Topeka Festival Singers fill White Concert Hall with holiday cheer

Sing out: The Topeka Festival Singers perform “O magnum mysterium.” The ensemble presented their annual holiday concert at 7:30 p.m. Monday Dec. 17, 2018 in White Concert Hall.

The Topeka Festival Singers brought holiday cheer to the community as they performed their annual holiday concert at 7:30 p.m. Monday, Dec. 17 in White Concert Hall.

Under the direction of Professor Kevin Kellim, the program included a wide variety of traditional and new arrangements to appeal to audience members of all ages.

The concert kicked off with the German sacred piece “Heilig,” by Felix Mendelssohn. This a cappella piece written for eight parts highlighted the performer’s tight sound and sensitivity given to each note.

The Topeka Festival Singers then switched gears to perform the upbeat tune “Here We Come A-Caroling,” arranged by Brant Adams.

The angelic “O magnum mysterium” by Morten Lauridsen’s arrangement transported listeners to a different world as they fell into the tightknit chords, interwoven melodic lines and broad dynamics throughout the piece.

Members of Topeka Festival Singers and Washburn alum Joshua Yoho were particularly fond of “O magnum mysterium.”

“The music was beautifully written and composed. The harmonies are also so rich, close and tight,” said Yoho, a music teacher at State Street Elementary School.

Yoho also enjoys this piece because of the sacred text.

“I really love the translation of the text. It really is meaningful to me, especially this time of year,” Yoho said.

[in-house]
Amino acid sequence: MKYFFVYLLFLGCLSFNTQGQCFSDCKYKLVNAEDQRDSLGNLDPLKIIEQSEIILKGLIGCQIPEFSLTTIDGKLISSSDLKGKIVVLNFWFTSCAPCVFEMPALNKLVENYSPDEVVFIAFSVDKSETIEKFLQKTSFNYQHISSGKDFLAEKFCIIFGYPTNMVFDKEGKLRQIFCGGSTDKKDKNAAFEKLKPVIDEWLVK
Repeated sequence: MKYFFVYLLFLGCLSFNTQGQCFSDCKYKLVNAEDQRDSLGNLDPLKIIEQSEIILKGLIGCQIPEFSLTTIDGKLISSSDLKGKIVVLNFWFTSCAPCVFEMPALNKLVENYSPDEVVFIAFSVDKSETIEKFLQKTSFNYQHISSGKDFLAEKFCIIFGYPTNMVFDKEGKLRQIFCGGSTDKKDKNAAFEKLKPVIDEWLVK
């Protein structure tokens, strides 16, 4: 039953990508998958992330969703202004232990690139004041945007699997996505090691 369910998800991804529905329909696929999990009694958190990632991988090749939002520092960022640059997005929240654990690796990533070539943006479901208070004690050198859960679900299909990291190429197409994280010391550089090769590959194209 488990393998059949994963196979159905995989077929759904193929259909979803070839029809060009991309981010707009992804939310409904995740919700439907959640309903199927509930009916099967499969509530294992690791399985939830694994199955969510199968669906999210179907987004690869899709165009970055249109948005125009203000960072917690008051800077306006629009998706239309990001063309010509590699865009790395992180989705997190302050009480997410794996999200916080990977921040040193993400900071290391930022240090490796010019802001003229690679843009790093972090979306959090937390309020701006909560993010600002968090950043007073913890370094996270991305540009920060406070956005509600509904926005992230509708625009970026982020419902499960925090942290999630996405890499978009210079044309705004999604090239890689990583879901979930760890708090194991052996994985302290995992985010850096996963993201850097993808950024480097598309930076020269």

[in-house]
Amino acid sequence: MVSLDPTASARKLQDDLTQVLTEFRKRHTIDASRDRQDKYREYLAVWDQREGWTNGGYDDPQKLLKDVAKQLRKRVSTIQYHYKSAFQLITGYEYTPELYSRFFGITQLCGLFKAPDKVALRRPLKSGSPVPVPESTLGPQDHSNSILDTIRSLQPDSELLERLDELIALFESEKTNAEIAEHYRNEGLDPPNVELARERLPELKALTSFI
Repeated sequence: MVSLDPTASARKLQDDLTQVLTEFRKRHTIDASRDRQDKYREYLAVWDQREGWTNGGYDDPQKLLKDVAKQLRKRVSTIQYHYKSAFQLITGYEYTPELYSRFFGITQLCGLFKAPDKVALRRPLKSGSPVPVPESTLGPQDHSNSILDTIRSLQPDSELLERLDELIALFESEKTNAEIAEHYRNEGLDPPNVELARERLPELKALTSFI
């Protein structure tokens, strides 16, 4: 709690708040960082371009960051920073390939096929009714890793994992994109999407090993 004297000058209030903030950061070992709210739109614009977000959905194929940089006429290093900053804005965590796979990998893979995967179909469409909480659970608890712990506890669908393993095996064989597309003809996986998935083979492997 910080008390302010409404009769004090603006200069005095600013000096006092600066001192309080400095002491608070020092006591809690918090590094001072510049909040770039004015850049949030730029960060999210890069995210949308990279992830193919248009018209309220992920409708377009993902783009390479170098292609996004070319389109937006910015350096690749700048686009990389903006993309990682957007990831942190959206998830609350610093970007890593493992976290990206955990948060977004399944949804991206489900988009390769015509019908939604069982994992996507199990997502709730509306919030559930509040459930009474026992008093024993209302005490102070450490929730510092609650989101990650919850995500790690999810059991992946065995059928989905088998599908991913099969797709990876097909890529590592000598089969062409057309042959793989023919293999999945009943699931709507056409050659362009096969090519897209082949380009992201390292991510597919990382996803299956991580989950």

Topeka Festival Singers season ticket holder Judy Steves especially enjoyed listening to the piece because of its thick harmonies.

“They [Topeka Festival Singers] really do a nice job with the close harmonies,” Steves said. 

The Topeka Festival Singers’ own Charlie Wulke composed an arrangement of “Ave Maria.” Wulke conducted the choir as they performed his work. His a cappella arrangement was beautifully written and produced soft, nurturing emotions felt by audience members.

 “Go, Tell It on the Mountain” arranged by Stacey Gibbs was performed before closing the first half of the concert. This traditional tune was revamped into a fun gospel piece that had audience members dancing along in their seats.

The second half of the concert opened with a double feature of pieces arranged by Mark Hayes.

“We Need a Little Christmas” picked up the pace and heightened the energy in the hall and led into the classic “Have Yourself a Merry Little Christmas.” The Mark Hayes arrangements were beautifully crafted and appealed to many audience members.

Kellim led the audience in a sing along of “Silent Night,” arranged by Shawn Kirchner. Concert goers filled the hall with their voices as the Topeka Festival Singers sang harmonies and soaring descant parts.

The Topeka Festival Singers sang two movements from George Frideric Handel’s “Messiah.” They first performed “Worthy Is the Lamb,” which led into the well-known “Hallelujah” chorus.

When the first notes of “Hallelujah” were played on the organ, audience members jumped to their feet altogether as if they had rehearsed it beforehand. Standing up for this piece has been practiced by audience members for hundreds of years and concert goers on this night helped uphold the tradition. Once the fanfare chorus ended, “Bravo” was shouted out with glee before the rest of the audience started to applaud.

Finally, to finish the concert the Topeka Festival Singers kept their holiday concert tradition going strong by singing “We Wish You a Merry Christmas” arranged by Arthur Warrell. This well-known carol is a favorite of both performers and audience members because of its large presence in the concert hall.

Yoho said singing “We Wish You a Merry Christmas” is one of his favorite things about this concert because the audience expects it and is excited to hear it year after year.